Clinical Assessment Service

More clinicians and greater links to specialist care providers is improving patient experience and relieving pressure on emergency departments within the North East.

NEAS was successful in obtaining funding from the region’s Urgent and Emergency Care (UEC) Vanguard in building up a regional Clinical Assessment Service (CAS) with support from a network of local providers as part of an alliance.

The core CAS is provided by NEAS, with specialist support, such as pharmacists, dental and mental health, provided by alliance providers to provide more timely appropriate care to patients.

Original opening times for the CAS were based on the busiest periods of the NHS111 service and where it was felt there would be the greatest impact from enhanced clinical assessment.  However, as the CAS expands, there are plans to extend the opening times into the full out of hours period. There are also plans to bring more specialists, such as pharmacists, into the core team.

One of the key services provided by the CAS is a focus on patients who are advised to attend an emergency department at the end of the triaging process.

In hours, low acuity patients are reviewed by band 6 clinicians to assess whether alternative transport can be found or whether the patient might be treated via an alternative pathway, such as referral to GP, OOH service or self-care.

Out of hours, patients are reviewed by a mixture of advanced practitioners (APs) and GPs working within the core CAS, who are able to provide telephone advice and direct patients to alternative services.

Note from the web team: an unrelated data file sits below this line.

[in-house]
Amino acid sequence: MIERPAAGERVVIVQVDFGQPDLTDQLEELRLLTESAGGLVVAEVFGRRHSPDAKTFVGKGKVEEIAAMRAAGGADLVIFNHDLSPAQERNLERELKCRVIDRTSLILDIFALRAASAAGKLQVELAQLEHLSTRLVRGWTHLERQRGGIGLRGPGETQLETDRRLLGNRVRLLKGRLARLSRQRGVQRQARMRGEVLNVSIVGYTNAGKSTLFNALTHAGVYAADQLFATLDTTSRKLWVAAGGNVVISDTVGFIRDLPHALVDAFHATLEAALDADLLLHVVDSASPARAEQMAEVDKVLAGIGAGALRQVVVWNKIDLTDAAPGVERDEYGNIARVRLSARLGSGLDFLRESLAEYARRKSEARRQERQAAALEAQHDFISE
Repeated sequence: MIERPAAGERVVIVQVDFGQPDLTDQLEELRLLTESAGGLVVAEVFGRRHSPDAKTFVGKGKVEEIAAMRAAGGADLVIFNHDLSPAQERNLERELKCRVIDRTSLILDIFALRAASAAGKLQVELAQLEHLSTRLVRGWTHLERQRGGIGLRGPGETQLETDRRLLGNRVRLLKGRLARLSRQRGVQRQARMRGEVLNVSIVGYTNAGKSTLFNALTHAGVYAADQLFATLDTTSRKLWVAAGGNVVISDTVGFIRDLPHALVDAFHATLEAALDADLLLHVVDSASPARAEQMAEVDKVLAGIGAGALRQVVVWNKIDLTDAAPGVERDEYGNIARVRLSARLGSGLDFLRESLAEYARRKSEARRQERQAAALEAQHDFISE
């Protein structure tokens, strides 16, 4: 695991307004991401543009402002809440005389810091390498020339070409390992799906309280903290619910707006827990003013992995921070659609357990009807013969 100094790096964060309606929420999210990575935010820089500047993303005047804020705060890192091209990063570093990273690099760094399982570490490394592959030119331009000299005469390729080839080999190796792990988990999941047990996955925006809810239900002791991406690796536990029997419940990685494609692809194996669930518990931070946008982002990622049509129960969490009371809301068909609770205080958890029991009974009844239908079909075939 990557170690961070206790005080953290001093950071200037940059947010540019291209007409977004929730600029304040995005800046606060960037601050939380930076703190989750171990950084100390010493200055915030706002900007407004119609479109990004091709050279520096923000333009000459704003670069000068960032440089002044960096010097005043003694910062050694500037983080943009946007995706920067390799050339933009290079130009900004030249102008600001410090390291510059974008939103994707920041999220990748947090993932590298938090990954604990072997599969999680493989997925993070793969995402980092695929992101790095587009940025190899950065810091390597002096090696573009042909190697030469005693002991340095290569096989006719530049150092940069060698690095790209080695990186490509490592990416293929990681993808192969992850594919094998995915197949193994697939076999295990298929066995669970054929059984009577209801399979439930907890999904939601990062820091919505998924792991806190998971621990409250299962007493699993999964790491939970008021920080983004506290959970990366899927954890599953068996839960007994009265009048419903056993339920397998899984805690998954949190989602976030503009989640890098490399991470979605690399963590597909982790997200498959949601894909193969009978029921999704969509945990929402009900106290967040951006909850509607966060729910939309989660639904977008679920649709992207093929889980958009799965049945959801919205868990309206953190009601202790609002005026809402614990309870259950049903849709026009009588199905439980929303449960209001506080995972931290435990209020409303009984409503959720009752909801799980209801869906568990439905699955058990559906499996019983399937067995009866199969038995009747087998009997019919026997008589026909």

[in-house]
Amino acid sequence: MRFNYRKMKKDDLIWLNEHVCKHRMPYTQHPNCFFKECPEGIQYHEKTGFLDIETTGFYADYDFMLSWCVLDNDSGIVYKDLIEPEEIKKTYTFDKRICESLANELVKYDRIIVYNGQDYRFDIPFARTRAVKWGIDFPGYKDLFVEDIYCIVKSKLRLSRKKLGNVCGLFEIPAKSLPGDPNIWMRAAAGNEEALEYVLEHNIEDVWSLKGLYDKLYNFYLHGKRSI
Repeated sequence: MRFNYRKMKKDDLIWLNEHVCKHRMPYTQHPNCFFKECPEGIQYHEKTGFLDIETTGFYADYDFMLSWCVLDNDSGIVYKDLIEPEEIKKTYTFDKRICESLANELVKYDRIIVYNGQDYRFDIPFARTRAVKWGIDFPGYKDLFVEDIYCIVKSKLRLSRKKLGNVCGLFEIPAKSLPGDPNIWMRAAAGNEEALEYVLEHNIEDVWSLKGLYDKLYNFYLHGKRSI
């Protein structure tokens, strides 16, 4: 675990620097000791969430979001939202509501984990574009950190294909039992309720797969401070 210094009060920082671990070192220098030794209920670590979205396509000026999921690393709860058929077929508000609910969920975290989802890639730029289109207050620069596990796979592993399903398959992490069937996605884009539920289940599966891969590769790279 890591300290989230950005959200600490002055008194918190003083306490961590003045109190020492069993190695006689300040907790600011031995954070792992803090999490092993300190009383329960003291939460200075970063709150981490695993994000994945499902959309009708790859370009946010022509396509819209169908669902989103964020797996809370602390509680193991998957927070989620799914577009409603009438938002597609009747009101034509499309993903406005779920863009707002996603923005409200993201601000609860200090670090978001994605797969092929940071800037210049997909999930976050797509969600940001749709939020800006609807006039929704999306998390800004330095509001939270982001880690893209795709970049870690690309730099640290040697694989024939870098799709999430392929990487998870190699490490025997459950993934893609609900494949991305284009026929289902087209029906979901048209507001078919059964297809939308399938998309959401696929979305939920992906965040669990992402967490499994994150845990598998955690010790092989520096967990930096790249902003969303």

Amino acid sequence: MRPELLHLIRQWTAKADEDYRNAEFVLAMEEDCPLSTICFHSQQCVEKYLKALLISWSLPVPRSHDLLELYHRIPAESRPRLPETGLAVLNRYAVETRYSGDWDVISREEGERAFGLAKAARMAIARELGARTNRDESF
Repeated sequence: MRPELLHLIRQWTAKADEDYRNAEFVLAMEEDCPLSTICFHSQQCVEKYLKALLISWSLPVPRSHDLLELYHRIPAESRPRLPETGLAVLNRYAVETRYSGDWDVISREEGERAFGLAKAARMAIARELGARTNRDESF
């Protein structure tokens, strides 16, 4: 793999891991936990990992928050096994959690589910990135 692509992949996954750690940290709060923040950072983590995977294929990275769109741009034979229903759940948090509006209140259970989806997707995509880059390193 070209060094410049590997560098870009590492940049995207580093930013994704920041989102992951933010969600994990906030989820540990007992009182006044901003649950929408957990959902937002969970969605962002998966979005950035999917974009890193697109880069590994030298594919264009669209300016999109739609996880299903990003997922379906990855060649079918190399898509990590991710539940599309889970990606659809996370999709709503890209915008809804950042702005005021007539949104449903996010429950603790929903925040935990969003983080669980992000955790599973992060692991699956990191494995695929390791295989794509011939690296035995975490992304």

GPs and APs also provide consultations for NHS111 patients who are advised they need to speak to a primary care professional within a defined timeframe

The CAS also operates a service for mental health patients, with pharmacy pathways, dental pathways, and direct lines to clinicians for healthcare professionals currently underway.

As a result of these interventions, referrals to emergency departments from NHS111 have reduced considerably, from 6% in May 2016 to 3% in October 2017, below the 5% national target. Around 130 mental health patients are also being directed straight to a local crisis team and 43% of ‘speak to’ dispositions are re-routed from a same day service and to self-care.

There is also a gradual increase month on month of use of alternative transport and alternative services.

Patient satisfaction has also improved since the introduction of the CAS, with 90% of callers recommending the NHS111 service between July and September 2017.

You can read more about NHS111 patient satisfaction here

Other stories in this issue...

Community Pharmacy Referral Service

Community Pharmacy Referral Service

Read More
Welcome to Ambulance Matters

Welcome to Ambulance Matters

Read More
Dedicated telephony service set to launch

Dedicated telephony service set to launch

Read More
An audience with Professor Keith Willett

An audience with Professor Keith Willett

Read More